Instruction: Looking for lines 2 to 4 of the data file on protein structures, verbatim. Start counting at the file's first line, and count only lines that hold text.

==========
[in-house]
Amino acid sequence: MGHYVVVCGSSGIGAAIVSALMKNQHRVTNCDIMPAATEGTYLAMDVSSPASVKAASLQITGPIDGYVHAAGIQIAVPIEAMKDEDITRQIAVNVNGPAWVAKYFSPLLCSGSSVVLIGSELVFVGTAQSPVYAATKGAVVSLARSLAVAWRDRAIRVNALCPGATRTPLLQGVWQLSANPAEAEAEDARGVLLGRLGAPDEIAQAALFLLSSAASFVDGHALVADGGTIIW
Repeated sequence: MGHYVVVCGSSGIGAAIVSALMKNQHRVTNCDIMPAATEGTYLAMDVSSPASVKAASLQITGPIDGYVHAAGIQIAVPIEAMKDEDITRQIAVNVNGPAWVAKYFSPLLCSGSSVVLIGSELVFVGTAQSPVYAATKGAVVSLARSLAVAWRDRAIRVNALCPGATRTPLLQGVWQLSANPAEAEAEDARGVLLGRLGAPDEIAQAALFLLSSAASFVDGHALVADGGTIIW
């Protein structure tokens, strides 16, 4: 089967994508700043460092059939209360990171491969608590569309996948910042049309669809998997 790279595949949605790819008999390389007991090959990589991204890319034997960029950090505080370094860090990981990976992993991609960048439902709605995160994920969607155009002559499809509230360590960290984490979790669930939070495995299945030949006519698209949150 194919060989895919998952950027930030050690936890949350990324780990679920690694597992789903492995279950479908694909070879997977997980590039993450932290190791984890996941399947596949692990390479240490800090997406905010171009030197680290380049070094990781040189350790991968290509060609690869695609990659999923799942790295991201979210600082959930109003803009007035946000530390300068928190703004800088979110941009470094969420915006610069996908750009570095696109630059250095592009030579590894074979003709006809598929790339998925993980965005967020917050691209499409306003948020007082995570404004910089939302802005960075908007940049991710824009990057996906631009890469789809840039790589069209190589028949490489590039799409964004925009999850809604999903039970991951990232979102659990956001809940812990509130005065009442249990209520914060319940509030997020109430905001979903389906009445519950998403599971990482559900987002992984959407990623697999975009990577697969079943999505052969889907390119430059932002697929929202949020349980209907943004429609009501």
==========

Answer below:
Amino acid sequence: MGHYVVVCGSSGIGAAIVSALMKNQHRVTNCDIMPAATEGTYLAMDVSSPASVKAASLQITGPIDGYVHAAGIQIAVPIEAMKDEDITRQIAVNVNGPAWVAKYFSPLLCSGSSVVLIGSELVFVGTAQSPVYAATKGAVVSLARSLAVAWRDRAIRVNALCPGATRTPLLQGVWQLSANPAEAEAEDARGVLLGRLGAPDEIAQAALFLLSSAASFVDGHALVADGGTIIW
Repeated sequence: MGHYVVVCGSSGIGAAIVSALMKNQHRVTNCDIMPAATEGTYLAMDVSSPASVKAASLQITGPIDGYVHAAGIQIAVPIEAMKDEDITRQIAVNVNGPAWVAKYFSPLLCSGSSVVLIGSELVFVGTAQSPVYAATKGAVVSLARSLAVAWRDRAIRVNALCPGATRTPLLQGVWQLSANPAEAEAEDARGVLLGRLGAPDEIAQAALFLLSSAASFVDGHALVADGGTIIW
């Protein structure tokens, strides 16, 4: 089967994508700043460092059939209360990171491969608590569309996948910042049309669809998997 790279595949949605790819008999390389007991090959990589991204890319034997960029950090505080370094860090990981990976992993991609960048439902709605995160994920969607155009002559499809509230360590960290984490979790669930939070495995299945030949006519698209949150 194919060989895919998952950027930030050690936890949350990324780990679920690694597992789903492995279950479908694909070879997977997980590039993450932290190791984890996941399947596949692990390479240490800090997406905010171009030197680290380049070094990781040189350790991968290509060609690869695609990659999923799942790295991201979210600082959930109003803009007035946000530390300068928190703004800088979110941009470094969420915006610069996908750009570095696109630059250095592009030579590894074979003709006809598929790339998925993980965005967020917050691209499409306003948020007082995570404004910089939302802005960075908007940049991710824009990057996906631009890469789809840039790589069209190589028949490489590039799409964004925009999850809604999903039970991951990232979102659990956001809940812990509130005065009442249990209520914060319940509030997020109430905001979903389906009445519950998403599971990482559900987002992984959407990623697999975009990577697969079943999505052969889907390119430059932002697929929202949020349980209907943004429609009501």